The case study below describes a man with MS who lost the ability to walk, but with the clever use of implanted nerve stimulators they were able to restore his ability to walk. Use of nerve stimulation is only possible because MS is a disease of the central nervous system and leaves the so called peripheral nerves, or peripheral wiring, intact. This is why FES (functional electric nerve stimulation) works. The technique use here is invasive and expensive; it requires the implantation of electrodes and expensive hardware. I personally think this is not the solution to walking-related MS disability. In an ideal world we would want to prevent walking impairment from happening in the first place; we are trying to do that with our treat early and effectively (treat-2-target of NEDA with zero tolerance) paradigm. If this does work then we need a more pragmatic approach. I suspect this will end-up being the commercialisation of exoskeletons that have already been shown to work. At the moment they are too expensive for broad use, but as with all technologies the price will plummet with time. At the moment they are not available for pwMS under the NHS.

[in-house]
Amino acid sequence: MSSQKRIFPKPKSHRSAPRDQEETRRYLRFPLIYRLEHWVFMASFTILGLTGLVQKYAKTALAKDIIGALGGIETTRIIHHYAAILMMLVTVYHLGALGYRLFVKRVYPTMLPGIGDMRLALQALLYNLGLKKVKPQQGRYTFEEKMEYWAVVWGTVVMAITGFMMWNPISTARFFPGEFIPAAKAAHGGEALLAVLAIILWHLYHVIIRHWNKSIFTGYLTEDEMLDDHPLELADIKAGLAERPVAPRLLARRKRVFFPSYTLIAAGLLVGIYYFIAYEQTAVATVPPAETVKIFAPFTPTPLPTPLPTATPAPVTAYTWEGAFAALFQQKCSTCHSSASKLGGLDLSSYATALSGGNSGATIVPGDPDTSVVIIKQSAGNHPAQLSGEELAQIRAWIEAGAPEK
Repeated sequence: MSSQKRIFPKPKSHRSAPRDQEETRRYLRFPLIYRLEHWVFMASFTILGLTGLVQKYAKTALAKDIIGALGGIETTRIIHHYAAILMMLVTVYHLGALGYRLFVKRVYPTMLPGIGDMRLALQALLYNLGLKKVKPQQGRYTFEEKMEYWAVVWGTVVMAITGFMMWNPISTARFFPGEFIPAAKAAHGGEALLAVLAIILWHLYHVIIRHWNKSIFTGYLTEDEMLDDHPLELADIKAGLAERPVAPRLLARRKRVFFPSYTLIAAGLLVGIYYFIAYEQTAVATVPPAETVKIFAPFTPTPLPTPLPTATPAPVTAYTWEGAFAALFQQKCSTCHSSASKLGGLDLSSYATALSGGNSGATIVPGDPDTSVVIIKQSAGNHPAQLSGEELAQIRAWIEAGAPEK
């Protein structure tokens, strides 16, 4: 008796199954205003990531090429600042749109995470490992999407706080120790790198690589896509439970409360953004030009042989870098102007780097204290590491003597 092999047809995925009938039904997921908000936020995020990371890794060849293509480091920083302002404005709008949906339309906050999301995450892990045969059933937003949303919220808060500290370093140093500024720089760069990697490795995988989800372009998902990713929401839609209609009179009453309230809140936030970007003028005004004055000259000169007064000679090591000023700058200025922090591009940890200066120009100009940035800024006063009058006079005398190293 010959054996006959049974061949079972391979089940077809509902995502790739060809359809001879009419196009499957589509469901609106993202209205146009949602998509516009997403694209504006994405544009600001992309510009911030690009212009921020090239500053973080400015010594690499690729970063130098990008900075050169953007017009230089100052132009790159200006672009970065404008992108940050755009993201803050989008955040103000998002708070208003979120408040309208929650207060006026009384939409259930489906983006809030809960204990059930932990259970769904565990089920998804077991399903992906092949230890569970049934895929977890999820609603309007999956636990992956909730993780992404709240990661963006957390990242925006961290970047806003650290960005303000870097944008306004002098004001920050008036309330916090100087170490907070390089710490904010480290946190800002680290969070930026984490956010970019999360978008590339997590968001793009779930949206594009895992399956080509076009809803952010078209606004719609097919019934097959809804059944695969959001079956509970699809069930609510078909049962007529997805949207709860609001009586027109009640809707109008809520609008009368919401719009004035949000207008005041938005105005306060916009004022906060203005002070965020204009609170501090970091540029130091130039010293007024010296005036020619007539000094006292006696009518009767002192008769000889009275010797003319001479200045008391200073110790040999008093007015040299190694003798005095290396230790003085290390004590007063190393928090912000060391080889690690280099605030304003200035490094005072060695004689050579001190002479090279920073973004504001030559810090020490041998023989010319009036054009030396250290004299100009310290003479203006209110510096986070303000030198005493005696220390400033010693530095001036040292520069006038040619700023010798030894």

Selkirk et al. Feasibility of Restoring Walking in Multiple Sclerosis with Multichannel Implanted Electrical Stimulation. Am J Phys Med Rehabil. 2017 Feb 1. doi: 10.1097/PHM.0000000000000692.
A patient with multiple sclerosis-related gait dysfunction was followed over the course of his disease. Despite aggressive treatment, he developed significant weakness in ankle dorsiflexors and hip and knee flexors and was no longer capable of consistently taking a step on his own. With electrical stimulation of hip and knee flexors and ankle dorsiflexors using implanted electrodes, he was able to consistently walk short distances as far as 30 m, thus significantly improving his Expanded Disability Status Scale score. This case study supports further exploration into the potential benefits of an implanted pulse generator to ameliorate gait dysfunction and improve quality of life for people with multiple sclerosis.